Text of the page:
Formed with struts and braces measuring less than 10 micrometers in length and less than 200 nanometers in diameter, the 3D lattice has a total size of less than 10 micrometers, but boasts a higher specific strength than most solids.
The KIT team says the lattice achieves new strength to density ratios for metamaterials (man-made materials that have properties not found in nature), thanks to dimensions that are smaller than comparable metamaterials by a factor of five. It is made of glassy carbon, which is a form of pure carbon that boasts both glassy, ceramic properties and graphite properties.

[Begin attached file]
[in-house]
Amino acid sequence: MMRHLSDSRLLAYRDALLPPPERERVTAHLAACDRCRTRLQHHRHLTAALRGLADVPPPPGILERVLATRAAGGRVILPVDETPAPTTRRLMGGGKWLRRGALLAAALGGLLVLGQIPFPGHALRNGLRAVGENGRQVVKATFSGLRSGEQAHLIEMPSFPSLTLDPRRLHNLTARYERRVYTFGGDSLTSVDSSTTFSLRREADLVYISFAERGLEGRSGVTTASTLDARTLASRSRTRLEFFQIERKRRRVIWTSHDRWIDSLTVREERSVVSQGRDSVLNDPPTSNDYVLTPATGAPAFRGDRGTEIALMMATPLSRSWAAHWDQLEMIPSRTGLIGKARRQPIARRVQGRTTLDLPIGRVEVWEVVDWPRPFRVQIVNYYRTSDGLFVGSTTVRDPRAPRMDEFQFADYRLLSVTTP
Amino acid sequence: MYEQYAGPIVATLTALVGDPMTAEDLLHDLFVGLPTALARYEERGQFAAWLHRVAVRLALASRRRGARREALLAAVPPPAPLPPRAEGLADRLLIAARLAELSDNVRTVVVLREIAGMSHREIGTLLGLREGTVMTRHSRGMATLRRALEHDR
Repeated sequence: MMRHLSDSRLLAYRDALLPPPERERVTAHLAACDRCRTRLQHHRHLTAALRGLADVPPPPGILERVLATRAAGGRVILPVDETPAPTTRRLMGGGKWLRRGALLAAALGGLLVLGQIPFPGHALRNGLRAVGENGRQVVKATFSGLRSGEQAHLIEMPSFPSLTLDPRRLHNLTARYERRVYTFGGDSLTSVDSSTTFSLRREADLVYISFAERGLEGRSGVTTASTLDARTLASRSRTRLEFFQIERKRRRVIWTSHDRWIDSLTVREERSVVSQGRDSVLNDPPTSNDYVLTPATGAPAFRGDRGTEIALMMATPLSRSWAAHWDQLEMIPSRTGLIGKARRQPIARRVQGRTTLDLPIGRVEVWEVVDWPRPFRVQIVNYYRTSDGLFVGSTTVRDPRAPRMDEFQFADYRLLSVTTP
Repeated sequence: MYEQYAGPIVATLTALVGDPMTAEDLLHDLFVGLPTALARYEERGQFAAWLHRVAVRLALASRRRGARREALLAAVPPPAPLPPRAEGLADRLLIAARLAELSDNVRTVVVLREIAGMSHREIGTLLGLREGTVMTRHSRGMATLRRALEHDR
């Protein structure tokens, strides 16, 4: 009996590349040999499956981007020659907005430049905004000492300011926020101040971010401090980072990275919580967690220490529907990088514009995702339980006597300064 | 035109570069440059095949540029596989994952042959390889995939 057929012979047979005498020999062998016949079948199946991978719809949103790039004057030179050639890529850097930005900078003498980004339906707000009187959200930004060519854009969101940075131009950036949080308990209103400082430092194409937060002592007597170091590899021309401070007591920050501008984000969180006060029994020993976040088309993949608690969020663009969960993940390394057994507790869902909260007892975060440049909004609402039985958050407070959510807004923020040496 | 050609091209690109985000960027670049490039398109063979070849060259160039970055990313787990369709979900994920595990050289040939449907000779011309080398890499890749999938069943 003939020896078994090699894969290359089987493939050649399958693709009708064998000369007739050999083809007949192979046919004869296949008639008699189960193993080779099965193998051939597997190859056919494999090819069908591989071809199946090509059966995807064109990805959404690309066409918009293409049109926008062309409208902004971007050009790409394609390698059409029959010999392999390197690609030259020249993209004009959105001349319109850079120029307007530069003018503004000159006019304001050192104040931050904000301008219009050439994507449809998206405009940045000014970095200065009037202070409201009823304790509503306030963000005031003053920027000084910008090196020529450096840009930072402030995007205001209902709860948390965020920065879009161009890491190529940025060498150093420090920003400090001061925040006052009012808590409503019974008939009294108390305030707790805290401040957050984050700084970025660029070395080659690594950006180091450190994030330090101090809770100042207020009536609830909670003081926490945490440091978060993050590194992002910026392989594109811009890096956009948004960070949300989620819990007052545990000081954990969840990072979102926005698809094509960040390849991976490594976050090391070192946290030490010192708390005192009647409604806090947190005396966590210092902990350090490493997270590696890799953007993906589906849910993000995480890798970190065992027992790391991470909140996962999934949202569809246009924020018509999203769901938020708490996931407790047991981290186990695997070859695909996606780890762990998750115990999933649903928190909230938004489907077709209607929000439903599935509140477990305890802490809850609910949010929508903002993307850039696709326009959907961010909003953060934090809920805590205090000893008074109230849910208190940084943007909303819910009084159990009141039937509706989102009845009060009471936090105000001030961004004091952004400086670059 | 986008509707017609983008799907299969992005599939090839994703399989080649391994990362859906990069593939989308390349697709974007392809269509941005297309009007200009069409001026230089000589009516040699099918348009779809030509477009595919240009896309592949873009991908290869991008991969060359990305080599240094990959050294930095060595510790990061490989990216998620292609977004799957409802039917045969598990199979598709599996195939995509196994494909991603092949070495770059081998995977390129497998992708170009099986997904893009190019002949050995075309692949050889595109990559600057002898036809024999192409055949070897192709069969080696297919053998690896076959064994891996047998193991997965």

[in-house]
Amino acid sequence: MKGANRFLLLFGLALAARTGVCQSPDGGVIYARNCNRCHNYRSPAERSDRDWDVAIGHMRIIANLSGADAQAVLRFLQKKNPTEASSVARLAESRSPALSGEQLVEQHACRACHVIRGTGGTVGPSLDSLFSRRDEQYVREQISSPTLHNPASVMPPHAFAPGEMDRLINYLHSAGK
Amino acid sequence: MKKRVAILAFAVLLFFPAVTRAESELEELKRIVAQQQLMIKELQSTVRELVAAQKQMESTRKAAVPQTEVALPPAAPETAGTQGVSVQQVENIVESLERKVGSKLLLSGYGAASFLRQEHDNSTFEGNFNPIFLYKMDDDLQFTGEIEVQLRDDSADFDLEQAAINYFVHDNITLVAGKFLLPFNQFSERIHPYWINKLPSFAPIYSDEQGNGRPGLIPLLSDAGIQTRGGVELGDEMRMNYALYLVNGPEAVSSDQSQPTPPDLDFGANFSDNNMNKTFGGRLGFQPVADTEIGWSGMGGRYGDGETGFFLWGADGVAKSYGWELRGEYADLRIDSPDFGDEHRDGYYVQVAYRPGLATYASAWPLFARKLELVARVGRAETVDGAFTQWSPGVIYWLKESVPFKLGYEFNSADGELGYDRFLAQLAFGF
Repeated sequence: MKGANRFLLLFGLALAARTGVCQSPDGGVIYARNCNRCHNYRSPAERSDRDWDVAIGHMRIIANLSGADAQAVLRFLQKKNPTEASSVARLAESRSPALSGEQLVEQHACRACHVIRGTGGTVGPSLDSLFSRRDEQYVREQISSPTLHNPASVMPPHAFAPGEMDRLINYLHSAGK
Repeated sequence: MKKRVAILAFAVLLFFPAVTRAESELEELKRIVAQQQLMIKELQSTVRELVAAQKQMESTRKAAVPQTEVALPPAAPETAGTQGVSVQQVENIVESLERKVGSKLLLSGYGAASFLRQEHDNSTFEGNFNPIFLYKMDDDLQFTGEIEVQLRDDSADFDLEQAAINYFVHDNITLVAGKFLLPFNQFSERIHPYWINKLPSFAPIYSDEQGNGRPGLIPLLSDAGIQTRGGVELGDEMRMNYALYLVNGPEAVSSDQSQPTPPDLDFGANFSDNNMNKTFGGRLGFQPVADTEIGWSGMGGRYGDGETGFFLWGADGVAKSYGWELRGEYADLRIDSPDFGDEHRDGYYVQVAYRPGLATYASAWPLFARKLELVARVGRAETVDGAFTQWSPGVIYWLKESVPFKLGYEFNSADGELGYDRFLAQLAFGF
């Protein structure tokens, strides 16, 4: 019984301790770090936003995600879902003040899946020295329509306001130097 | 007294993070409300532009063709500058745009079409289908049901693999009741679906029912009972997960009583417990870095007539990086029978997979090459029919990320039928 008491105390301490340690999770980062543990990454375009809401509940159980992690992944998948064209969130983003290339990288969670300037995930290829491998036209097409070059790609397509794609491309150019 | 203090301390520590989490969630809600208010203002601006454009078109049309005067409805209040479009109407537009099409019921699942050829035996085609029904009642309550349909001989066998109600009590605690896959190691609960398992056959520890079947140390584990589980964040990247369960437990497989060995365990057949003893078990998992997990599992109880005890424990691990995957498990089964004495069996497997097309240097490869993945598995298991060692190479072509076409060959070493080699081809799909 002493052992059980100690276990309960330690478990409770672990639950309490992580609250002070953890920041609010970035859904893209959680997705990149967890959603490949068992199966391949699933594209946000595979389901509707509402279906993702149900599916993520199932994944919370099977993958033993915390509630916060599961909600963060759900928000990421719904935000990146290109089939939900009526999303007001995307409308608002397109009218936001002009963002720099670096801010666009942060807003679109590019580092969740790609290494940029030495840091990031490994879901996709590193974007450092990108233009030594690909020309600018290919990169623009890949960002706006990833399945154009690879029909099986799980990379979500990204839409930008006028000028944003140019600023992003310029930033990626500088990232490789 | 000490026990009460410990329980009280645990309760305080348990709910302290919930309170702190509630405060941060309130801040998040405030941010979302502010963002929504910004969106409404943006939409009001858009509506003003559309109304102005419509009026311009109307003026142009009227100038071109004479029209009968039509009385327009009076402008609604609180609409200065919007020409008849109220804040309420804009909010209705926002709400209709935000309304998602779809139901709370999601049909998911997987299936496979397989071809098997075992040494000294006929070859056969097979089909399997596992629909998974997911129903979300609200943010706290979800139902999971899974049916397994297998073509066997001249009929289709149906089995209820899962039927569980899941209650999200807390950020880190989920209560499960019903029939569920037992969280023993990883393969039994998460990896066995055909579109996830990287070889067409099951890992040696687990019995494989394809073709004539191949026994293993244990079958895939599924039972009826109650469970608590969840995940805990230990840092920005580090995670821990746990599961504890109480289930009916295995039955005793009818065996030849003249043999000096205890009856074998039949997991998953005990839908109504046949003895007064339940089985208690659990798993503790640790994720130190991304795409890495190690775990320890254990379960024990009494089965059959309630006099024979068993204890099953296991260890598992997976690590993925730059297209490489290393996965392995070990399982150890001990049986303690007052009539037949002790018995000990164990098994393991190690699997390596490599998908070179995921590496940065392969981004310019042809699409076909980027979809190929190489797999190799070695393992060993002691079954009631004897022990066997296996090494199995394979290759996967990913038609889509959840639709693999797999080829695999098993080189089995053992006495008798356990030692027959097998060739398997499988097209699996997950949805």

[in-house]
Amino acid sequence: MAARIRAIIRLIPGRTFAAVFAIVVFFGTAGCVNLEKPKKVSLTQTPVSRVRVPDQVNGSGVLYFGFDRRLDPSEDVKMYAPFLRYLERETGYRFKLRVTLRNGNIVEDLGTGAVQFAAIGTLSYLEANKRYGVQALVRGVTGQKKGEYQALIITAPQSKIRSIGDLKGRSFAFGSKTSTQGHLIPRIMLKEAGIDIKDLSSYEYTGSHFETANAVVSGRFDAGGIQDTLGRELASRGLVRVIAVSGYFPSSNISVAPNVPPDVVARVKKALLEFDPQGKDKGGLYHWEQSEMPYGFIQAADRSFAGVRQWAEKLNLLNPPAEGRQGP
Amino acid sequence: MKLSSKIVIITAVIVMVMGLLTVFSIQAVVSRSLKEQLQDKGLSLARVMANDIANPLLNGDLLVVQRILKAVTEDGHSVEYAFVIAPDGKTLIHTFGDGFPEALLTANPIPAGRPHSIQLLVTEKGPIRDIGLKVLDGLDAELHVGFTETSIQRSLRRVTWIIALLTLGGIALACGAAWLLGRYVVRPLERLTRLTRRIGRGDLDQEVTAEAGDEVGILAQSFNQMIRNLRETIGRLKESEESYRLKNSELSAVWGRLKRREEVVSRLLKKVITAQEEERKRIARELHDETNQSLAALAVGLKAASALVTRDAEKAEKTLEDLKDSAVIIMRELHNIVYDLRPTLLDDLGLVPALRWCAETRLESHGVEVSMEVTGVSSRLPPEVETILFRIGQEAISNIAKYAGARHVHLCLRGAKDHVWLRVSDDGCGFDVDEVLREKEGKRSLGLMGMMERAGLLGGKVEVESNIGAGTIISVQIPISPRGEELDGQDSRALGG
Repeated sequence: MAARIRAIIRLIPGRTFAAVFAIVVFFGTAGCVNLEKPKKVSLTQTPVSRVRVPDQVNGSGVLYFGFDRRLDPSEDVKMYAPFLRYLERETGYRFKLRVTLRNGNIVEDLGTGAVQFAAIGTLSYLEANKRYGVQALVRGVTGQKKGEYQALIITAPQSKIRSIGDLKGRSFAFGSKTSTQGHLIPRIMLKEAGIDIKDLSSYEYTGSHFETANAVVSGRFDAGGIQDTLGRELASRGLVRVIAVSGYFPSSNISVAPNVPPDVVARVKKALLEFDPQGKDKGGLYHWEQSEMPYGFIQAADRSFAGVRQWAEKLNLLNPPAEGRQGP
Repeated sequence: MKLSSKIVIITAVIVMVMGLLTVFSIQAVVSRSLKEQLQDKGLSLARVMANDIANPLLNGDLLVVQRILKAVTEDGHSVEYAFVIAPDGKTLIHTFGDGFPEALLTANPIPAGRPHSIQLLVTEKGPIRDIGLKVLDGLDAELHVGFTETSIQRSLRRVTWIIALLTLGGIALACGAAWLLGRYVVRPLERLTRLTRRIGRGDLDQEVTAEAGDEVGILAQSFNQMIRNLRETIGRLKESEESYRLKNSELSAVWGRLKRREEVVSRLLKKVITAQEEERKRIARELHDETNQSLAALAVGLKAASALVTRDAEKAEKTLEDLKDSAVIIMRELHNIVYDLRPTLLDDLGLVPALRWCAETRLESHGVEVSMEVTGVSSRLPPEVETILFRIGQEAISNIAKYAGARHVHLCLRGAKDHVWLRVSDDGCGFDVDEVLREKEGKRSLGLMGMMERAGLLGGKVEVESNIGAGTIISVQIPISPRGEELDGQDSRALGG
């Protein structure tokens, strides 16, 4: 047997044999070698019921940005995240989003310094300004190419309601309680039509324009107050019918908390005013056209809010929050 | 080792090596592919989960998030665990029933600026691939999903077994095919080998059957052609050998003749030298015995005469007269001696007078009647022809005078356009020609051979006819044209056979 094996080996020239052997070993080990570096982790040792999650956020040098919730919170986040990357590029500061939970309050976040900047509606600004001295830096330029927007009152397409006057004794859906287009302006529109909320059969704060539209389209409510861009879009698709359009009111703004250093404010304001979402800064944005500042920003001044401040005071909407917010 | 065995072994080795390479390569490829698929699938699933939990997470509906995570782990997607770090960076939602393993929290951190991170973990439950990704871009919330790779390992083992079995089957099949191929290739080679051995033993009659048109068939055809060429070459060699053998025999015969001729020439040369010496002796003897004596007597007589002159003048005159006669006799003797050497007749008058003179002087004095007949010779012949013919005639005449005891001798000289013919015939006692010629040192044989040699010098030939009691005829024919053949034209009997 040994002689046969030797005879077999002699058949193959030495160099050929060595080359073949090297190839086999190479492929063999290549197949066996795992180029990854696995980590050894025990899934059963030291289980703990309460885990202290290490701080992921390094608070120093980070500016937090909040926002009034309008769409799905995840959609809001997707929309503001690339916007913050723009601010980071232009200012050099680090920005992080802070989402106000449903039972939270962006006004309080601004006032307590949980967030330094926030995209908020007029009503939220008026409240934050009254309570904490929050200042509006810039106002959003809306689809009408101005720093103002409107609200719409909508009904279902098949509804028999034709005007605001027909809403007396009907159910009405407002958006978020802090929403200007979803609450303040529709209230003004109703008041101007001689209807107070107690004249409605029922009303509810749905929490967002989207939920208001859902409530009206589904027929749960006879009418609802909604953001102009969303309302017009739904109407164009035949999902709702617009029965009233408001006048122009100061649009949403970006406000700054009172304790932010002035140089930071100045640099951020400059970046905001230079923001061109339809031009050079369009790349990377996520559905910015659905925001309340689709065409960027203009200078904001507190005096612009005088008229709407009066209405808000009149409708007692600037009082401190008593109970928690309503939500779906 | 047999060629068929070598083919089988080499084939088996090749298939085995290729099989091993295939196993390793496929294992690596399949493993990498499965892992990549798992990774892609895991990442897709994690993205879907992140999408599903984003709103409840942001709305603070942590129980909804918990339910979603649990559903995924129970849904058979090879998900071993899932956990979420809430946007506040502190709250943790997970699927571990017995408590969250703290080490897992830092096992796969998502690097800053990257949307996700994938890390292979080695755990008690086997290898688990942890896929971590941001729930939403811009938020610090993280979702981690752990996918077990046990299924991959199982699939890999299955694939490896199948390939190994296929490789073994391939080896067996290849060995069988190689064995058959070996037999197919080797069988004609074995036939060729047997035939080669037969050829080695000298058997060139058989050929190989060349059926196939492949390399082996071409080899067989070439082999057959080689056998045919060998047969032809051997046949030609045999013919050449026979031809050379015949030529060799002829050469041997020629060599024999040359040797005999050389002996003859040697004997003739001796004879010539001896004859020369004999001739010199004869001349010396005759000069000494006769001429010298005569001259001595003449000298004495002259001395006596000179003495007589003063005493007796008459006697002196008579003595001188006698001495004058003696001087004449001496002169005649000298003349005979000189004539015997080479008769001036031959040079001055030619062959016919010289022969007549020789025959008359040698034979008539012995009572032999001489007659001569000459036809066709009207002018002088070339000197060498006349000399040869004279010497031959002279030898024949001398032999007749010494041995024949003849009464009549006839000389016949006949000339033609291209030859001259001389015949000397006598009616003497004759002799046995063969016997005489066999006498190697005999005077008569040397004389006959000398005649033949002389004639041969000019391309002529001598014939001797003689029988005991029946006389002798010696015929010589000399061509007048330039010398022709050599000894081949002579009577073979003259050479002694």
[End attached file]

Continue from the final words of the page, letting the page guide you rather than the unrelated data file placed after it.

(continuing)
Production of the lattice started with an established 3D lithography process, is which the structure is hardened in a photoresist by computer-controlled lasers. This process is limited to producing struts ranging from around 5 to 10 micrometers in length and 1 micrometer in diameter, so the team then vitrified and further shrunk the lattice through –in what they claim is a first for the manufacture of microstructured lattices – pyrolysis.